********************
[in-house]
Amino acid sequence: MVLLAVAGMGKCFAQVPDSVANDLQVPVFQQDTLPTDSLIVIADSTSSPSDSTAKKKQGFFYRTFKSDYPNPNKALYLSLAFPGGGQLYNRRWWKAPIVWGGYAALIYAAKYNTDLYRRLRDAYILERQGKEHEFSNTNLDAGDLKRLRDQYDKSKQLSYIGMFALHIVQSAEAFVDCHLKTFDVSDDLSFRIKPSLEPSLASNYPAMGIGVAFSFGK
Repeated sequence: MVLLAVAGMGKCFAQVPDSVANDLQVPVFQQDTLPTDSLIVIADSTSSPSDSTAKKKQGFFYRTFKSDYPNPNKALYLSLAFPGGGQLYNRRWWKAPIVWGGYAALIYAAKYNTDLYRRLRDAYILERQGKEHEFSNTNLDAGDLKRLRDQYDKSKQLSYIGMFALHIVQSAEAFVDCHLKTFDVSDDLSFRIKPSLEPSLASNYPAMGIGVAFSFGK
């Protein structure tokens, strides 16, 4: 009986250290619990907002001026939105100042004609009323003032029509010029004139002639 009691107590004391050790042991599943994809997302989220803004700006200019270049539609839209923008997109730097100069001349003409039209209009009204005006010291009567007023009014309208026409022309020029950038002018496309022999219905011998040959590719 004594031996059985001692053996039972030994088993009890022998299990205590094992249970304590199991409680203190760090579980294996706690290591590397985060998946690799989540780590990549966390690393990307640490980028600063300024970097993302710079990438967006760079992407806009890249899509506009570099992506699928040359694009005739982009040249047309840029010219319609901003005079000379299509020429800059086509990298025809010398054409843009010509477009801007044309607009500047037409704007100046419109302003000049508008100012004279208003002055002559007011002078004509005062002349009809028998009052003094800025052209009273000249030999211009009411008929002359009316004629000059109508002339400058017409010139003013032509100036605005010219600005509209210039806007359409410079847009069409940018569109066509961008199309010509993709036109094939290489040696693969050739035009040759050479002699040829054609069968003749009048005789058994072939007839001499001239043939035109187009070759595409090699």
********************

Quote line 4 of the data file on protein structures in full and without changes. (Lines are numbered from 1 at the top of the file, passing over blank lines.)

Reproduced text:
């Protein structure tokens, strides 16, 4: 009986250290619990907002001026939105100042004609009323003032029509010029004139002639 009691107590004391050790042991599943994809997302989220803004700006200019270049539609839209923008997109730097100069001349003409039209209009009204005006010291009567007023009014309208026409022309020029950038002018496309022999219905011998040959590719 004594031996059985001692053996039972030994088993009890022998299990205590094992249970304590199991409680203190760090579980294996706690290591590397985060998946690799989540780590990549966390690393990307640490980028600063300024970097993302710079990438967006760079992407806009890249899509506009570099992506699928040359694009005739982009040249047309840029010219319609901003005079000379299509020429800059086509990298025809010398054409843009010509477009801007044309607009500047037409704007100046419109302003000049508008100012004279208003002055002559007011002078004509005062002349009809028998009052003094800025052209009273000249030999211009009411008929002359009316004629000059109508002339400058017409010139003013032509100036605005010219600005509209210039806007359409410079847009069409940018569109066509961008199309010509993709036109094939290489040696693969050739035009040759050479002699040829054609069968003749009048005789058994072939007839001499001239043939035109187009070759595409090699």